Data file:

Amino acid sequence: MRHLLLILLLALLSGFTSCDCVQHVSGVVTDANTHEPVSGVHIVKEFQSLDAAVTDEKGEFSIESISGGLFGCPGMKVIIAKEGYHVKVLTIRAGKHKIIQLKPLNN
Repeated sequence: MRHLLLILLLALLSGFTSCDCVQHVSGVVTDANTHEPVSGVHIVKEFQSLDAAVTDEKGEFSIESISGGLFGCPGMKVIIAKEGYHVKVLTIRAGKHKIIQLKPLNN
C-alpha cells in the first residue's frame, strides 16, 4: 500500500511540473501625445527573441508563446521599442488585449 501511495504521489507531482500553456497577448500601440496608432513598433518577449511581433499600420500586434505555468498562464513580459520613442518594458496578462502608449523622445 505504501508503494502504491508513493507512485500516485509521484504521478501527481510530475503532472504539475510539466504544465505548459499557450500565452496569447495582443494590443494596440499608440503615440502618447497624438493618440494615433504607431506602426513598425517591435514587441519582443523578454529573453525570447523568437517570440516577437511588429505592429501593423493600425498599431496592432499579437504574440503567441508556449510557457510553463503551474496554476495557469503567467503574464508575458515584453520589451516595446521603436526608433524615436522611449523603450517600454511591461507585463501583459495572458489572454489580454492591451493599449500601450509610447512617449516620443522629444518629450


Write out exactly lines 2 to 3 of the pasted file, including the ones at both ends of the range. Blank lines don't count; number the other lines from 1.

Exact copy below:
Repeated sequence: MRHLLLILLLALLSGFTSCDCVQHVSGVVTDANTHEPVSGVHIVKEFQSLDAAVTDEKGEFSIESISGGLFGCPGMKVIIAKEGYHVKVLTIRAGKHKIIQLKPLNN
C-alpha cells in the first residue's frame, strides 16, 4: 500500500511540473501625445527573441508563446521599442488585449 501511495504521489507531482500553456497577448500601440496608432513598433518577449511581433499600420500586434505555468498562464513580459520613442518594458496578462502608449523622445 505504501508503494502504491508513493507512485500516485509521484504521478501527481510530475503532472504539475510539466504544465505548459499557450500565452496569447495582443494590443494596440499608440503615440502618447497624438493618440494615433504607431506602426513598425517591435514587441519582443523578454529573453525570447523568437517570440516577437511588429505592429501593423493600425498599431496592432499579437504574440503567441508556449510557457510553463503551474496554476495557469503567467503574464508575458515584453520589451516595446521603436526608433524615436522611449523603450517600454511591461507585463501583459495572458489572454489580454492591451493599449500601450509610447512617449516620443522629444518629450